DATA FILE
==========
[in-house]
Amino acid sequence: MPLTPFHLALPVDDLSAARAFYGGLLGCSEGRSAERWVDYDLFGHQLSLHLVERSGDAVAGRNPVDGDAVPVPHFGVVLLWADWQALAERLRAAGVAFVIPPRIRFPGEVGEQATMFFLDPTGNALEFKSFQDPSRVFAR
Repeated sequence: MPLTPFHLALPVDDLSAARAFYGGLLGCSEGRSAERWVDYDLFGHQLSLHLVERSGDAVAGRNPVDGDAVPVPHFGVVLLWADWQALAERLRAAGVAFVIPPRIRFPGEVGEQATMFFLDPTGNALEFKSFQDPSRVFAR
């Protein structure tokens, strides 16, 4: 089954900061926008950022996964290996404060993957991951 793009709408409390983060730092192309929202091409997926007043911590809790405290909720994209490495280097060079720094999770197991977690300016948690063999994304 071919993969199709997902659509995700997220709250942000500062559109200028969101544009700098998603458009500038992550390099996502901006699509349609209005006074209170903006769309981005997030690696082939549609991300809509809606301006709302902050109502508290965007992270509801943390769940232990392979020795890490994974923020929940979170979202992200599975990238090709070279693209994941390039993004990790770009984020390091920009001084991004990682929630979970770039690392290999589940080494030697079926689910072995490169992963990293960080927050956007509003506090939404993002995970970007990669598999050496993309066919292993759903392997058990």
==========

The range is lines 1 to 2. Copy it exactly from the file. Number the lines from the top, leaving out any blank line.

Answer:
[in-house]
Amino acid sequence: MPLTPFHLALPVDDLSAARAFYGGLLGCSEGRSAERWVDYDLFGHQLSLHLVERSGDAVAGRNPVDGDAVPVPHFGVVLLWADWQALAERLRAAGVAFVIPPRIRFPGEVGEQATMFFLDPTGNALEFKSFQDPSRVFAR